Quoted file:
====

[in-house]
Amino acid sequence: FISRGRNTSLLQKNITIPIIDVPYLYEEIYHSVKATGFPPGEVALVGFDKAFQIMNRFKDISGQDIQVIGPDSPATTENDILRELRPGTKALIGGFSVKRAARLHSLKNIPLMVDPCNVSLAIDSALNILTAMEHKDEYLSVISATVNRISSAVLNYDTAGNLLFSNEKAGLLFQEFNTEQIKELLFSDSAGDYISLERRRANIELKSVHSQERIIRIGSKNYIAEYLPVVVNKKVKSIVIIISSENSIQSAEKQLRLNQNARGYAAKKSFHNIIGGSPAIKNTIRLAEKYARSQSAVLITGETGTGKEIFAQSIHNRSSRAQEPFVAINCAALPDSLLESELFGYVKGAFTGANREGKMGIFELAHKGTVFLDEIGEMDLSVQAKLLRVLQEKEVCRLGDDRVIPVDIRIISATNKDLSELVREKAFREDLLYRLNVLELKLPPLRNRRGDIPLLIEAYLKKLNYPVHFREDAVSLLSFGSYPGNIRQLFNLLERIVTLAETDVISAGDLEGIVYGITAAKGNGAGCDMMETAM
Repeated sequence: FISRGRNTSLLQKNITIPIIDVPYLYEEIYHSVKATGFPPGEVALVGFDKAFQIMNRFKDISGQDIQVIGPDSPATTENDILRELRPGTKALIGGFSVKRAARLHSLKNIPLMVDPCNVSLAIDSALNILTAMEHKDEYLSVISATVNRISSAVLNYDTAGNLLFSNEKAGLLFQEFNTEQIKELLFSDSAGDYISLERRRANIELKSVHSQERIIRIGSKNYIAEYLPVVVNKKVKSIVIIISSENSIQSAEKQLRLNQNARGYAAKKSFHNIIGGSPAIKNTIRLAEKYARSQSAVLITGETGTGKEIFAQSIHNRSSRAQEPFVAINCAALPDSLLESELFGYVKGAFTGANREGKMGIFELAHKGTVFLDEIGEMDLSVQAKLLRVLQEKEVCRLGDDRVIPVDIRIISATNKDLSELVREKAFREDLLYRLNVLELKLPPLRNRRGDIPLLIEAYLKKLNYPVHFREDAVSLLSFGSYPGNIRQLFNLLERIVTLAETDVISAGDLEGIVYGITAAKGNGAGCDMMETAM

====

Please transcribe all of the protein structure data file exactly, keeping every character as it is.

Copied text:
[in-house]
Amino acid sequence: FISRGRNTSLLQKNITIPIIDVPYLYEEIYHSVKATGFPPGEVALVGFDKAFQIMNRFKDISGQDIQVIGPDSPATTENDILRELRPGTKALIGGFSVKRAARLHSLKNIPLMVDPCNVSLAIDSALNILTAMEHKDEYLSVISATVNRISSAVLNYDTAGNLLFSNEKAGLLFQEFNTEQIKELLFSDSAGDYISLERRRANIELKSVHSQERIIRIGSKNYIAEYLPVVVNKKVKSIVIIISSENSIQSAEKQLRLNQNARGYAAKKSFHNIIGGSPAIKNTIRLAEKYARSQSAVLITGETGTGKEIFAQSIHNRSSRAQEPFVAINCAALPDSLLESELFGYVKGAFTGANREGKMGIFELAHKGTVFLDEIGEMDLSVQAKLLRVLQEKEVCRLGDDRVIPVDIRIISATNKDLSELVREKAFREDLLYRLNVLELKLPPLRNRRGDIPLLIEAYLKKLNYPVHFREDAVSLLSFGSYPGNIRQLFNLLERIVTLAETDVISAGDLEGIVYGITAAKGNGAGCDMMETAM
Repeated sequence: FISRGRNTSLLQKNITIPIIDVPYLYEEIYHSVKATGFPPGEVALVGFDKAFQIMNRFKDISGQDIQVIGPDSPATTENDILRELRPGTKALIGGFSVKRAARLHSLKNIPLMVDPCNVSLAIDSALNILTAMEHKDEYLSVISATVNRISSAVLNYDTAGNLLFSNEKAGLLFQEFNTEQIKELLFSDSAGDYISLERRRANIELKSVHSQERIIRIGSKNYIAEYLPVVVNKKVKSIVIIISSENSIQSAEKQLRLNQNARGYAAKKSFHNIIGGSPAIKNTIRLAEKYARSQSAVLITGETGTGKEIFAQSIHNRSSRAQEPFVAINCAALPDSLLESELFGYVKGAFTGANREGKMGIFELAHKGTVFLDEIGEMDLSVQAKLLRVLQEKEVCRLGDDRVIPVDIRIISATNKDLSELVREKAFREDLLYRLNVLELKLPPLRNRRGDIPLLIEAYLKKLNYPVHFREDAVSLLSFGSYPGNIRQLFNLLERIVTLAETDVISAGDLEGIVYGITAAKGNGAGCDMMETAM